Celebrating 325 years of wine | SierraSun.com

Celebrating 325 years of wine

The Tower Bridge in London opens to allow Ricardo Diniz and the Taylor325 yacht to deliver their cargo to London town.
Photo by Matt Alexander |

In the world of wine marketing, no anniversary is too small to promote.

It seems that every winery wants to tout a 10th anniversary of this release or a wine that is a “perfect match” for Father’s Day or Groundhog Day. And I get it. But the vast majority of the ideas are a stretch and some are downright cheesy.

Ah, but not this one.


This year, Taylor Fladgate, the famed port house with an extended history and reputation for quality, celebrated the — get this — 325th anniversary of their founding. To celebrate this milestone, they asked Portuguese single-handed, solo yachtsman Ricardo Diniz, the brand’s “sea ambassador,” to sail a cask of port from Taylor’s port cellars in Vila Nova de Gaia, Portugal, to London. His voyage replicates the first such transfer in the year 1692. Here in America, we were holding trials and hanging witches that year.

Earlier in May, Diniz sailed a 60-foot yacht, christened appropriately as Taylor325, from the Portuguese coast to the mouth of the Thames, up the river, under the Tower Bridge, which was raised to allow passage, and into the very heart of London. There, he delivered his prize cargo, the port cask. It was in time for a special black tie dinner for members of press and trade and special friends of the brand that has been called “The Rolls Royce of port.” Now that’s how you mark an anniversary.

But it gets better.

Diniz, today, is in England preparing to sail Taylor325, by himself, from Plymouth, England, to Newport, R.I., in OSTAR 2017. The race will set sail on Monday. OSTAR, which stands for Original Single-handed Trans-Atlantic Race, is a prestigious and renowned contest that is held every four years since its origination in 1960.

The crossing of the Atlantic will take approximately 21 days and this will be the first time a Portuguese yachtsman will compete in the race.

Taylor Fladgate has also created a special bottling to mark the establishment of the brand and that first sailing. Monikered as the “Taylor Fladgate 325th Anniversary Reserve Tawny Port,” the wine comes in a squat, onion-shaped bottle that replicates one used in the 1600s. Taylor Fladgate winemaker David Guimaraen is the sixth generation of his family to be involved in the port business. For the anniversary bottling, he selected a range of wines that have been aging 10, 20, 30 and 40 years as Old Tawny lots.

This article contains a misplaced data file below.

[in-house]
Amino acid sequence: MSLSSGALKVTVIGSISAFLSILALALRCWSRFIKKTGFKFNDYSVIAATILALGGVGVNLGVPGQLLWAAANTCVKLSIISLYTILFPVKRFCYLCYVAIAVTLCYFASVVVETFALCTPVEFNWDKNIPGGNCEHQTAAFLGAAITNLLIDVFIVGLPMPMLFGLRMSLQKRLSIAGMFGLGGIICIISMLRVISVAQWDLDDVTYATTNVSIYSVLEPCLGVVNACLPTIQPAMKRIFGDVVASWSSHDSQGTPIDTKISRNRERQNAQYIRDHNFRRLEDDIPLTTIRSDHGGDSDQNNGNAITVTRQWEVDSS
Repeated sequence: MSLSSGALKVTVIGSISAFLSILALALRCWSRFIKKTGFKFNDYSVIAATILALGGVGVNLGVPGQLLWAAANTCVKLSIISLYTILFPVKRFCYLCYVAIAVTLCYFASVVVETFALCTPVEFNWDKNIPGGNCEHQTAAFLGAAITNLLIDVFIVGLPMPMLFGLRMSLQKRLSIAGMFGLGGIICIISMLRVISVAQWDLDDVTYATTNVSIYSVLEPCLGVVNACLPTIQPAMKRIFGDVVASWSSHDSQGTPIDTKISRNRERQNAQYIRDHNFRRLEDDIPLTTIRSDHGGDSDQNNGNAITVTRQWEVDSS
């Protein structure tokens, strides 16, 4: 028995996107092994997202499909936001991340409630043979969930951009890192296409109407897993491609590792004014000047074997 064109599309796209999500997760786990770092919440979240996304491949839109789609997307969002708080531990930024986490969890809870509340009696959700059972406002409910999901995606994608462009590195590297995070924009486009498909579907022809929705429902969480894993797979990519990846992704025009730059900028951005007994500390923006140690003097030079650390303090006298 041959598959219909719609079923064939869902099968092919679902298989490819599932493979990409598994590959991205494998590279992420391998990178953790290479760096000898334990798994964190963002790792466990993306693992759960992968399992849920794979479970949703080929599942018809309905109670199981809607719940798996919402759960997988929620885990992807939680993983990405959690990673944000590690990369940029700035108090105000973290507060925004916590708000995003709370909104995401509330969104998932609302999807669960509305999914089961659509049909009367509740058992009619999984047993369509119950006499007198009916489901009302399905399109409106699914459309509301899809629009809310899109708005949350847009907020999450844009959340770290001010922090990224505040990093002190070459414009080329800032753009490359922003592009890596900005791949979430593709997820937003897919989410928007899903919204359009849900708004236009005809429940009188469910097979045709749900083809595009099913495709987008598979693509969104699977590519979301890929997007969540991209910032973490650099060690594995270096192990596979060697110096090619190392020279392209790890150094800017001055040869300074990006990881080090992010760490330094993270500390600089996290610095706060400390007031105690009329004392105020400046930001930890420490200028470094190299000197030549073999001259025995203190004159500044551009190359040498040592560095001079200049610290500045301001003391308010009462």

Of the world’s special wines, port is known as much for its storied history as it is its unique flavor profiles. In the mid-1600s, there was a thriving trading relationship between England and Portugal and there already existed a community of Brits and Scots living on the sunny coast of Portugal. Trade agreement between the two monarchies gave ex-patriots special privileges and preferential customs duties. Simultaneously, a rift developed between England and France, creating an opportunity for English/Portuguese wine merchants to corner the market in England.

It was around this time that Job Bearsley, an English merchant, traveled to Portugal with an eye toward making his mark in the wine business. From his base in Vila Nova de Gaia, just south of Oporto, Bearsley founded the company that eventually became Taylor’s, or Taylor Fladgate, as the brand is known today here in the United States. And it was from there that the first cask was shipped to London.

Let’s hope that the voyager Ricardo Diniz kept a solid ration of the celebratory Taylor Fladgate 325th Anniversary Reserve Tawny Port for his trans-Atlantic crossing. He deserves it.

Kelly J. Hayes lives in the soon-to-be-designated appellation of Old Snowmass. He can be reached at malibukj@aol.com.

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